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It’s time Mauritius took decisive steps to outlaw child marriages

Child marriages remain a problem in Mauritius. Jessica Lea/Flickr

Mauritius has been shaken by the news of the death of a 13-year-old pregnant girl who was married. Her death was particularly shocking because the country doesn’t have a high child marriage rate. It’s extremely low compared to countries like Niger where 76% of brides are children or the Central African Republic where the figure is 68%. In fact it’s so low that no recent studies have been done to estimate the number of child marriages in the country.

Though rare, child marriages do take place and Mauritians typically turn a blind eye. But the death of the girl has sparked discussion on the state’s obligations to protect children from early marriage.

The child’s death happened just a few days before the second global meeting of Girls Not Brides, a global partnership of more than 900 civil society organisations committed to ending child marriage.

The meeting discussed the complexities of child marriage and the tools available to deal with it. Attendees agreed that urgent action must be taken if the world wants to see the end of child marriage in this generation. Child marriage is still legal in 117 countries.

In Mauritius, the girl’s death demonstrated that the issue must be given priority to ensure that children are protected.

Anatomy of child marriage

The legal age of marriage in Mauritius is 18. But minors aged 16 and 17 can get married with the consent of either their parents or, in their absence, a judge.

Child marriage is defined by UNICEF as “formal marriage or informal union before age 18”. The African Children’s Charter includes the marriage of children below the age of 18 as a harmful practice that children must be protected from.

In Mauritius formal marriages can only happen from the age of 16. But a good number of informal unions take place before that age. It’s impossible to know how many there are because they’re not registered.

In Africa in general, several factors have been identified as contributing to child marriage. They include gender inequality, cultural and religious norms, poverty, and inadequate legal frameworks. All are present in Mauritius.

In some cases the marriages are consensual, for instance when two minors fall in love. When this happens, parents may prefer to give their consent for marriage to avoid the stigma that comes with teenage pregnancy, and the knowledge that their children are having sexual relations.

Legal solutions

Child marriage affects children negatively in a number of ways.

Firstly, the young “wife” has to take care of the household which more often than not means that she can’t pursue an education. Secondly, there are negative health effects on the girl child which are often pregnancy related. Teenage girls are not physically prepared for pregnancy. As a result they can face the dangers of premature labour, complications during delivery, and even maternal mortality.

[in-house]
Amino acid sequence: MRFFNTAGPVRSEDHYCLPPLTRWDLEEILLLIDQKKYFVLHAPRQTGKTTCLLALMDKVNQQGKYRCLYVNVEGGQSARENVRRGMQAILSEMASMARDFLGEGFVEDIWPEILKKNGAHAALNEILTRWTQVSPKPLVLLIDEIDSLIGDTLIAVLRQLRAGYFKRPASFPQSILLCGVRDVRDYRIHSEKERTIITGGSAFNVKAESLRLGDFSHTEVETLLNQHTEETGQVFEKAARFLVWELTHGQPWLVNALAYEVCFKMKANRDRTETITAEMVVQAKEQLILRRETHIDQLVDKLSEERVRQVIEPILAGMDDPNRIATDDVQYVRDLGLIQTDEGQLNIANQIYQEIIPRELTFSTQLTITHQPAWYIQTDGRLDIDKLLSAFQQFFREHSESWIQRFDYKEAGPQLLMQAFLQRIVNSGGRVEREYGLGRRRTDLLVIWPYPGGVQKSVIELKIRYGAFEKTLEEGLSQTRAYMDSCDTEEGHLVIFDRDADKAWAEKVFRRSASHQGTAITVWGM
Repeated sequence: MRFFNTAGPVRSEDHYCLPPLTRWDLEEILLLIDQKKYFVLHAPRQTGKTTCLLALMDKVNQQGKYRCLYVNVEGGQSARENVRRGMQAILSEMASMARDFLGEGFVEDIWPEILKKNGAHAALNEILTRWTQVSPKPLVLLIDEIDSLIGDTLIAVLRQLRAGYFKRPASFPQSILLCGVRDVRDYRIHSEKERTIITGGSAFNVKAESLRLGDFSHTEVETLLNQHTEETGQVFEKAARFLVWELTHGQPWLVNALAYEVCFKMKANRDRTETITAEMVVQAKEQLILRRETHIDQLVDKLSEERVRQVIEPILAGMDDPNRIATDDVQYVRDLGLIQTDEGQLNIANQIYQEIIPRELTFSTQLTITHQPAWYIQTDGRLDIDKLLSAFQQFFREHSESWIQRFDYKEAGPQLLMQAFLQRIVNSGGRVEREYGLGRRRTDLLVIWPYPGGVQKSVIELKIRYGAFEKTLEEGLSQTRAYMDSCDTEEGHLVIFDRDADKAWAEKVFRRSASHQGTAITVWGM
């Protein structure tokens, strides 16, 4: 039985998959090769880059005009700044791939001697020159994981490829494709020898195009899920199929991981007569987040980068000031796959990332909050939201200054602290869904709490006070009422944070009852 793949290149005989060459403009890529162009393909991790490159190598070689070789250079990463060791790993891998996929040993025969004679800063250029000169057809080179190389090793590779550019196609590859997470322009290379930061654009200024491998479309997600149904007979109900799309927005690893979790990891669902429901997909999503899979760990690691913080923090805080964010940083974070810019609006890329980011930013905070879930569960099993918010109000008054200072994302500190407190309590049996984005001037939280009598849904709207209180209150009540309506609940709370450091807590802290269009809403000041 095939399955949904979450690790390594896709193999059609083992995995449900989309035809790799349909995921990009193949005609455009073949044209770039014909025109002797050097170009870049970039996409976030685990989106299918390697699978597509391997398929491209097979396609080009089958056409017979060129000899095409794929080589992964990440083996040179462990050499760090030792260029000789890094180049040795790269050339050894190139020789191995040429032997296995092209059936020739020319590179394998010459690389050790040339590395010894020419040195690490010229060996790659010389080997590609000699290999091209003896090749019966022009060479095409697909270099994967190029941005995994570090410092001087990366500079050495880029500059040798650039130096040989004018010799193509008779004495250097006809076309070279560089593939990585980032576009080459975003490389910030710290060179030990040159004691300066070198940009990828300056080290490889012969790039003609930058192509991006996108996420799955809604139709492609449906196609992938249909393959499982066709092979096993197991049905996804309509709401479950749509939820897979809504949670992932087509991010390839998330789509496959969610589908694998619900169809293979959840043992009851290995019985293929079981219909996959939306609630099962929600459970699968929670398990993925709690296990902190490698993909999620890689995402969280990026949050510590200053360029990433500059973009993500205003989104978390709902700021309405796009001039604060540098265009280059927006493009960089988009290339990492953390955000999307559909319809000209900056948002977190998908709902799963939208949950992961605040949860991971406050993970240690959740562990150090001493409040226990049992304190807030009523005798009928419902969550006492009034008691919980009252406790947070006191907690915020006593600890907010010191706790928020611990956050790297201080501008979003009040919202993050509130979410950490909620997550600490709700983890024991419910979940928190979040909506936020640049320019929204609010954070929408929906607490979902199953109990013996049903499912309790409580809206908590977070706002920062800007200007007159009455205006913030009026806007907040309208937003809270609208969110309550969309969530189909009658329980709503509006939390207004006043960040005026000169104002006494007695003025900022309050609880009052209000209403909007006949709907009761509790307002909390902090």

As teenagers they’re also not psychologically prepared for motherhood.

The international community has adopted several legal instruments to eliminate the practice. Mauritius has in fact ratified the Protocol on the Rights of Women in Africa and the African Children’s Charter. Both have strong provisions against child marriage. The country did, however, place a reservation to article 6(b) of the Maputo Protocol which prohibits the marriage of a girl under 18 years of age.

As a country that’s party to the African Children’s Charter, the UN’s Convention on the Elimination of all forms of Discrimination Against Women, and the Convention on the Rights of the Child, Mauritius has an international obligation to ensure that no person below the age of 18 gets married. It must also protect the rights of a child, which include the right to education, health, and to be protected from maternal mortality.

Given these commitments, why does Mauritius continue to sanction child marriages and tolerate informal unions involving minors?

One possible explanation is that some cultural groups, such as the Muslim Family Council in Mauritius, tolerate child marriage. Moreover, politicians don’t question the practice because they don’t want to lose votes.

Ending child marriage

As a first step Mauritius should harmonise its obligations by doing two things: withdrawing its reservations to the child marriage article of the Protocol on the Rights of Women in Africa and ratifying the Southern Africa Development Community Gender Protocol, which criminalises child marriage. These steps would demonstrate that it had the political will to end child marriages.

Mauritius must also repeal laws that allow for child marriage. This will include amending the Civil Code to prohibit any minor below the age of 18 entering into a marriage, whether or nor they have consent from their parents.

In addition, the country must finalise and pass the Children’s Bill, which been in the making for the past decade. It should take into account the best interests of the child and include a section on the prohibition of child marriage. This should include formal as well as informal unions. The Bill should also make it a crime to officiate a marriage where one, or both of the parties, are under the age of 18.

The Mauritian government should also issue maximum penalties to anyone found to have had sex with a minor under the age of 16.

Beyond all this, government institutions such as the Office of the Ombudsperson for Children, in collaboration with civil society organisations, should embark on far reaching sensitisation programmes that highlight the dangers of child marriage.

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